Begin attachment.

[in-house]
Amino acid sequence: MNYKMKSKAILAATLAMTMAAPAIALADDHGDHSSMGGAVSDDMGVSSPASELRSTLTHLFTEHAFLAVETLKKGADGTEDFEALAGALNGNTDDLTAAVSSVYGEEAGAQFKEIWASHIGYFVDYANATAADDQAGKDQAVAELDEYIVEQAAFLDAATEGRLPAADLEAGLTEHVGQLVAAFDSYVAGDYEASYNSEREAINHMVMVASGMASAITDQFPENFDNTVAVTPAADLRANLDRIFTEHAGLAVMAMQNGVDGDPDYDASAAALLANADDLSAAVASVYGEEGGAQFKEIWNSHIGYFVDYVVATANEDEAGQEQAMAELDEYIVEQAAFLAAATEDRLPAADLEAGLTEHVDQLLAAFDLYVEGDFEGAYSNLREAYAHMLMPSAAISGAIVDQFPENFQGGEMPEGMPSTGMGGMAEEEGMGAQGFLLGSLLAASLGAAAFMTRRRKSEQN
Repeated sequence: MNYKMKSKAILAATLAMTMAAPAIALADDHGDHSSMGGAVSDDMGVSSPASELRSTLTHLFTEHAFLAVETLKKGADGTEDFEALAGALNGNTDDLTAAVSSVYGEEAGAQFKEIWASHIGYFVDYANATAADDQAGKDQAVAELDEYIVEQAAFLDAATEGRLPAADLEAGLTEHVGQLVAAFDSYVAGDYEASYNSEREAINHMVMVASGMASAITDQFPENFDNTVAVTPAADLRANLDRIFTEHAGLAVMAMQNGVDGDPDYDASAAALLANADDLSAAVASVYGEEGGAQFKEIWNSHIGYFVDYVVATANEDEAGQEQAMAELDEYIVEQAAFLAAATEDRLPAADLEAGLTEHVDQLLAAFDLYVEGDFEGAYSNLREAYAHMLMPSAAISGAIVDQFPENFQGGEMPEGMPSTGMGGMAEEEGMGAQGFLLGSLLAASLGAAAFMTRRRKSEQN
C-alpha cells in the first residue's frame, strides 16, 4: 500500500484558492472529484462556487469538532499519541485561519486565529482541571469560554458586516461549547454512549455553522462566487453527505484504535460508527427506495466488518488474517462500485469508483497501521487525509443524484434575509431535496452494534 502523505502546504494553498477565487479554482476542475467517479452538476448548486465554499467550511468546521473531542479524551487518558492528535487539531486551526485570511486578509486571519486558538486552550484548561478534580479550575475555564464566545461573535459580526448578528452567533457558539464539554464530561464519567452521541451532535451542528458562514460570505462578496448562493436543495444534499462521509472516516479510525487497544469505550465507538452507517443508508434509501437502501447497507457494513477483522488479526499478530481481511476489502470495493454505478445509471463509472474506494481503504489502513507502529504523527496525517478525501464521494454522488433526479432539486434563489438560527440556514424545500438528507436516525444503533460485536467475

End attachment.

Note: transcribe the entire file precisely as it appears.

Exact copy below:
[in-house]
Amino acid sequence: MNYKMKSKAILAATLAMTMAAPAIALADDHGDHSSMGGAVSDDMGVSSPASELRSTLTHLFTEHAFLAVETLKKGADGTEDFEALAGALNGNTDDLTAAVSSVYGEEAGAQFKEIWASHIGYFVDYANATAADDQAGKDQAVAELDEYIVEQAAFLDAATEGRLPAADLEAGLTEHVGQLVAAFDSYVAGDYEASYNSEREAINHMVMVASGMASAITDQFPENFDNTVAVTPAADLRANLDRIFTEHAGLAVMAMQNGVDGDPDYDASAAALLANADDLSAAVASVYGEEGGAQFKEIWNSHIGYFVDYVVATANEDEAGQEQAMAELDEYIVEQAAFLAAATEDRLPAADLEAGLTEHVDQLLAAFDLYVEGDFEGAYSNLREAYAHMLMPSAAISGAIVDQFPENFQGGEMPEGMPSTGMGGMAEEEGMGAQGFLLGSLLAASLGAAAFMTRRRKSEQN
Repeated sequence: MNYKMKSKAILAATLAMTMAAPAIALADDHGDHSSMGGAVSDDMGVSSPASELRSTLTHLFTEHAFLAVETLKKGADGTEDFEALAGALNGNTDDLTAAVSSVYGEEAGAQFKEIWASHIGYFVDYANATAADDQAGKDQAVAELDEYIVEQAAFLDAATEGRLPAADLEAGLTEHVGQLVAAFDSYVAGDYEASYNSEREAINHMVMVASGMASAITDQFPENFDNTVAVTPAADLRANLDRIFTEHAGLAVMAMQNGVDGDPDYDASAAALLANADDLSAAVASVYGEEGGAQFKEIWNSHIGYFVDYVVATANEDEAGQEQAMAELDEYIVEQAAFLAAATEDRLPAADLEAGLTEHVDQLLAAFDLYVEGDFEGAYSNLREAYAHMLMPSAAISGAIVDQFPENFQGGEMPEGMPSTGMGGMAEEEGMGAQGFLLGSLLAASLGAAAFMTRRRKSEQN
C-alpha cells in the first residue's frame, strides 16, 4: 500500500484558492472529484462556487469538532499519541485561519486565529482541571469560554458586516461549547454512549455553522462566487453527505484504535460508527427506495466488518488474517462500485469508483497501521487525509443524484434575509431535496452494534 502523505502546504494553498477565487479554482476542475467517479452538476448548486465554499467550511468546521473531542479524551487518558492528535487539531486551526485570511486578509486571519486558538486552550484548561478534580479550575475555564464566545461573535459580526448578528452567533457558539464539554464530561464519567452521541451532535451542528458562514460570505462578496448562493436543495444534499462521509472516516479510525487497544469505550465507538452507517443508508434509501437502501447497507457494513477483522488479526499478530481481511476489502470495493454505478445509471463509472474506494481503504489502513507502529504523527496525517478525501464521494454522488433526479432539486434563489438560527440556514424545500438528507436516525444503533460485536467475